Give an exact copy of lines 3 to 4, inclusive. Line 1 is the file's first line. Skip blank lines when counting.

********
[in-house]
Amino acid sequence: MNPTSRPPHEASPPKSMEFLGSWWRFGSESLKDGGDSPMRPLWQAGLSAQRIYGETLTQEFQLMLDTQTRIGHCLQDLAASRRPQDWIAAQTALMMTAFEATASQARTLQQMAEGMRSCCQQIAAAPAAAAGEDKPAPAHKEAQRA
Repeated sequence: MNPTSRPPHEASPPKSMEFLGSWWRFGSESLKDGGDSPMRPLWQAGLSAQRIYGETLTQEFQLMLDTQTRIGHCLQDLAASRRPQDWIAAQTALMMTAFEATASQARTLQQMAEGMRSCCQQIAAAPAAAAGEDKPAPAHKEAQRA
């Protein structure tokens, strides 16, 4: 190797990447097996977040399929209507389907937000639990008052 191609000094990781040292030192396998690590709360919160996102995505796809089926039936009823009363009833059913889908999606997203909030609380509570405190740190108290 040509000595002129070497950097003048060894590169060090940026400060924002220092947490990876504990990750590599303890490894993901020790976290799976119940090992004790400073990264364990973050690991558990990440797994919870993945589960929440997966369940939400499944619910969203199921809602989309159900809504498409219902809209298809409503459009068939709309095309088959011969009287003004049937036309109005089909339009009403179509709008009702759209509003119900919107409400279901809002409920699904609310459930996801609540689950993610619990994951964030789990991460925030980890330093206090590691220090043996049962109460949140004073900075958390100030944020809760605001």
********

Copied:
Repeated sequence: MNPTSRPPHEASPPKSMEFLGSWWRFGSESLKDGGDSPMRPLWQAGLSAQRIYGETLTQEFQLMLDTQTRIGHCLQDLAASRRPQDWIAAQTALMMTAFEATASQARTLQQMAEGMRSCCQQIAAAPAAAAGEDKPAPAHKEAQRA
């Protein structure tokens, strides 16, 4: 190797990447097996977040399929209507389907937000639990008052 191609000094990781040292030192396998690590709360919160996102995505796809089926039936009823009363009833059913889908999606997203909030609380509570405190740190108290 040509000595002129070497950097003048060894590169060090940026400060924002220092947490990876504990990750590599303890490894993901020790976290799976119940090992004790400073990264364990973050690991558990990440797994919870993945589960929440997966369940939400499944619910969203199921809602989309159900809504498409219902809209298809409503459009068939709309095309088959011969009287003004049937036309109005089909339009009403179509709008009702759209509003119900919107409400279901809002409920699904609310459930996801609540689950993610619990994951964030789990991460925030980890330093206090590691220090043996049962109460949140004073900075958390100030944020809760605001």